For centuries the astrolabe was the ultimate astronomical tool. Although more precise instruments have long since replaced it, the brass disk still has a story to tell. A visit to one of the last astrolabe-makers reveals the secrets of this versatile and well travelled instrument.
“Is it blasphemy?” Martin Brunold asks himself. I’m slightly irritated by the question – didn’t I come to Abtwil in Switzerland to talk about science, astronomy and what is probably the most important instrument of the Middle Ages – the astrolabe? “Well, after all, this brass disk is an image of the heaven, of god’s creation,” Brunold continues, “and isn’t ‘thou shalt not make yourself an idol’ an important statement in more than one religion?”
My confusion clears up after a quick look around Brunold’s study: He has obviously come to terms with the religious conflict the instrument presents – his desk and the walls are littered with astrolabes of various forms and sizes, some of them plain scientific instruments, but most beautifully ornamented works of art. Little wonder given the fact that Martin Brunold is one of only a handful remaining craftsmen worldwide who still practice the ancient art of astrolabe-making. “A pretty useless occupation by the way,” he adds, humbly referring to the fact that in the age of quartz watches and atomic clocks a Medieval timepiece with an accuracy of a few minutes at best seems kind of pointless. But the astrolabe is more than just a timepiece, much more than that.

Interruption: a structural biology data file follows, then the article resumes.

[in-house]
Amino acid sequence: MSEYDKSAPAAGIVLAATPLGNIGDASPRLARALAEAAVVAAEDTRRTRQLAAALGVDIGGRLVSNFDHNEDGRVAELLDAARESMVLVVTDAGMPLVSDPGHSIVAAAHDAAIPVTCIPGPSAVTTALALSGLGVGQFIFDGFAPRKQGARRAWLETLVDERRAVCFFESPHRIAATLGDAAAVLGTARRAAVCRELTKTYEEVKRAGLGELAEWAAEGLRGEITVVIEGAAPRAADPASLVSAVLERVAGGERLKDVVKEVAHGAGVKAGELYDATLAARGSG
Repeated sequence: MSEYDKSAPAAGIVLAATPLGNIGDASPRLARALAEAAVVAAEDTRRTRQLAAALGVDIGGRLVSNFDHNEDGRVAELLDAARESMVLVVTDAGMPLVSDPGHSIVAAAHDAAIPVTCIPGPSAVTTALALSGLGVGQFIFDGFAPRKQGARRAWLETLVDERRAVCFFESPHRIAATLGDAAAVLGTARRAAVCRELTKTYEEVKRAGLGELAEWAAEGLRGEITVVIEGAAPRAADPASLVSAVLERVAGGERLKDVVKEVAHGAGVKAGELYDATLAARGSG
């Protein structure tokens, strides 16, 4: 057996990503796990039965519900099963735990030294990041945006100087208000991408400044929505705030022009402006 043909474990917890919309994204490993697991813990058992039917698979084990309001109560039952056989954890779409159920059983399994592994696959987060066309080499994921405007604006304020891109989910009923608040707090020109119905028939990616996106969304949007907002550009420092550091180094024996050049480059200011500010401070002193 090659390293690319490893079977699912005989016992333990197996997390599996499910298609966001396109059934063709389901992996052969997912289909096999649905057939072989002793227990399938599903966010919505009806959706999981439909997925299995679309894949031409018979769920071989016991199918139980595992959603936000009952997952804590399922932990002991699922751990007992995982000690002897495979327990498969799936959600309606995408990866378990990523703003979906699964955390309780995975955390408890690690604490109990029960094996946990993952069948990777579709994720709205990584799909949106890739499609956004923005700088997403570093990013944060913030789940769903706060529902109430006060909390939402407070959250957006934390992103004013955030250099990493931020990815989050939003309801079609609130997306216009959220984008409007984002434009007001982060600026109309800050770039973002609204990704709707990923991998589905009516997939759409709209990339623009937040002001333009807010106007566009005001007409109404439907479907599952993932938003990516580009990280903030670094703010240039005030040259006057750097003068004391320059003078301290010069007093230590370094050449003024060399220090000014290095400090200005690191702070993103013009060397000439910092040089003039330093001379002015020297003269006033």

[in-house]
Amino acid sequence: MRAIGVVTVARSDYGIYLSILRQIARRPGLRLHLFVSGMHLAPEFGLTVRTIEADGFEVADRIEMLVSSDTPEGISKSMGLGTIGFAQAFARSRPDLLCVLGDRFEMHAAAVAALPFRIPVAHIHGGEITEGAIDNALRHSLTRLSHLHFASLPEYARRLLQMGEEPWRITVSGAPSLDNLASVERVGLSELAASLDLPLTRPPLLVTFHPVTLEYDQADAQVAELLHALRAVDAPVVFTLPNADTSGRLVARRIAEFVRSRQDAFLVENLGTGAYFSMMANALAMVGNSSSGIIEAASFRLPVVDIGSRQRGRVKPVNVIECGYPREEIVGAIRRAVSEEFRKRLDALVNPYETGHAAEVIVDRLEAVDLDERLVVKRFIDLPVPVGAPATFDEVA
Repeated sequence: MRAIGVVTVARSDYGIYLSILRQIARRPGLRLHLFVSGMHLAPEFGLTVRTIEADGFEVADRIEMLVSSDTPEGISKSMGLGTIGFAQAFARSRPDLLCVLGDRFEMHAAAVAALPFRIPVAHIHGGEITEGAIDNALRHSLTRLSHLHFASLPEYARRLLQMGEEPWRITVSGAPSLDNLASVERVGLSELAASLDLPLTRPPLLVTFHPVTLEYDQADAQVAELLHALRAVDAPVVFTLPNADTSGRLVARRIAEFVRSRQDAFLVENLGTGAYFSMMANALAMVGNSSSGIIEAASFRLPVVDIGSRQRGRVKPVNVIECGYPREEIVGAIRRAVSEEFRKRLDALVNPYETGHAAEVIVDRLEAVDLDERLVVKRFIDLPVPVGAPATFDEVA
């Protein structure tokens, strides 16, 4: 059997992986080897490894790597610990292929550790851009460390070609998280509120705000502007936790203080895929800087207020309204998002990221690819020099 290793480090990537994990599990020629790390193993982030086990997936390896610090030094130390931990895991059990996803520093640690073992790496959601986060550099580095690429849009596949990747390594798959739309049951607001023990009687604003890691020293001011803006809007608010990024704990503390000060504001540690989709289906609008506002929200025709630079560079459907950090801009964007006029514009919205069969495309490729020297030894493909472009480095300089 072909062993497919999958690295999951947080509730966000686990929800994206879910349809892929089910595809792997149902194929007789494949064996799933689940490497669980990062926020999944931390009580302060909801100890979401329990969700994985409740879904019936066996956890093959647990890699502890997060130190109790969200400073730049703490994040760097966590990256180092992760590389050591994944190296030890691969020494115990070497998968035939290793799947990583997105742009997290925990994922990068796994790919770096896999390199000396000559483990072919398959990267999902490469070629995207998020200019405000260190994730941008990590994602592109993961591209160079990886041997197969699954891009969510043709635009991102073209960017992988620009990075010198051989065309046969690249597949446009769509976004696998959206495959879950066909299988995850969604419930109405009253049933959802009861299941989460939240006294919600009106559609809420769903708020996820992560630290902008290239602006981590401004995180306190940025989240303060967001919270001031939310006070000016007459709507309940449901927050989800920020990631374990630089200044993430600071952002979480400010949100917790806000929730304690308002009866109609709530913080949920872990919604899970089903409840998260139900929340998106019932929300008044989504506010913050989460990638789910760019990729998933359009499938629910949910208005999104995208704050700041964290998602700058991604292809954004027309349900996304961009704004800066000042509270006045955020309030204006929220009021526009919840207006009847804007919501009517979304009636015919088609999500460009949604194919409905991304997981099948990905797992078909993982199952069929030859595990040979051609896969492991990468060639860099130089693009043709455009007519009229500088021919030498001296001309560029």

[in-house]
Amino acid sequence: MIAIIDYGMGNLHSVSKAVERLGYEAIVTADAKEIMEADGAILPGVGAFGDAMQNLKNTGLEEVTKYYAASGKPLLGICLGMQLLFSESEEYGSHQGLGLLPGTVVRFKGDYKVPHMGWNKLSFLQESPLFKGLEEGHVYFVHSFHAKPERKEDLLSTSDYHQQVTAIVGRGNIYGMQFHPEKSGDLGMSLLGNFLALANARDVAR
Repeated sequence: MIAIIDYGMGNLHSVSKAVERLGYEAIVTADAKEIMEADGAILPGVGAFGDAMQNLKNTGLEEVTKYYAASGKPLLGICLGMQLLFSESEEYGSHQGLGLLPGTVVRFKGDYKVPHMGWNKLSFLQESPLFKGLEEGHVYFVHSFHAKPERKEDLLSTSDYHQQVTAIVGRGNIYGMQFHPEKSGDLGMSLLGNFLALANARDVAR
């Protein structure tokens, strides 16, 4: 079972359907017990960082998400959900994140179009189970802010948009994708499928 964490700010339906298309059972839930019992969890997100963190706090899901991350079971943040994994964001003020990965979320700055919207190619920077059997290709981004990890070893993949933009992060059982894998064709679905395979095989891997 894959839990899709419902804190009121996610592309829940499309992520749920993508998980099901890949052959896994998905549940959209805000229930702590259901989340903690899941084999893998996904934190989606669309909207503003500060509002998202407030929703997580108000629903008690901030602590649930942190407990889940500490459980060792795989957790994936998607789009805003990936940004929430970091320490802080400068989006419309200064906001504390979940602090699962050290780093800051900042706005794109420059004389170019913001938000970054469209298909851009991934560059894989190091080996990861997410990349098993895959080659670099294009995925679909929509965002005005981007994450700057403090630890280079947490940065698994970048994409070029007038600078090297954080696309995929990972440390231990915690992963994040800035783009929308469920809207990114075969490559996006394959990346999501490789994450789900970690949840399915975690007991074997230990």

A Sextant and a Star-Chart
Technically speaking, it’s nothing more than a combination of a simple, sextant-like targeting device and a rotatable star-chart. The base is a brass disk with scales on both sides, the so-called mater. The mater is suspended on a hinged ring to ensure it always points straight down; an important prerequisite since a double-rule with sights attached to the centre of the disk, the alidade, is used to measure the ‘altitude’ of an object, i.e. the angle between the horizon and the object.
When turned over, the astrolabe reveals its most impressive part, the rete. The rete is a rotatable open-work disk with an offset circle representing the Zodiac and many dagger-like pointers, which create an elaborate squiggled net. “It may not look like it, but this is a star-chart. Each pointer represents a prominent star like Aldebaran, Sirius, or Rigel and the Zodiac, of course, is the path of the planets and the sun across the sky,” explains Brunold.
Underneath the rete sits a plate engraved with lines and eccentric circles. The so-called tympanum looks a bit like a squashed globe. “Not that far fetched,” smiles the man from Switzerland, “legend has it that Ptolemy’s donkey stepped on one of his wire globes, thus creating the first astrolabe. It’s very doubtful Ptolemy knew the astrolabe but he did write a book about stereographic projection.” This is the method used by astrolabe makers to depict the three-dimensional celestial sphere on a two-dimensional disk: By assuming an imaginary viewpoint at the South Pole, the stars, the ecliptic, latitudes and longitudes are projected on a plane perpendicular to the celestial axis.
Although such a projection is, according to the fashion of the times, geocentric with the Earth as the centre of the universe, it’s nonetheless a stroke of genius: It elegantly combines two different coordinate systems – the rete uses the equatorial system of the stars with Earth’s North Pole pointing to the North Star while the tympanum depicts the horizontal system of the observer with the horizon as the equator. Since the latter depends on the observer’s latitude, astrolabes usually come with a set of different tympanum plates. With the correct plate inserted this clever combination of coordinate systems allows very complex spherical calculations to be solved with a simple twist of the rete – making the astrolabe nothing less than a Medieval computer.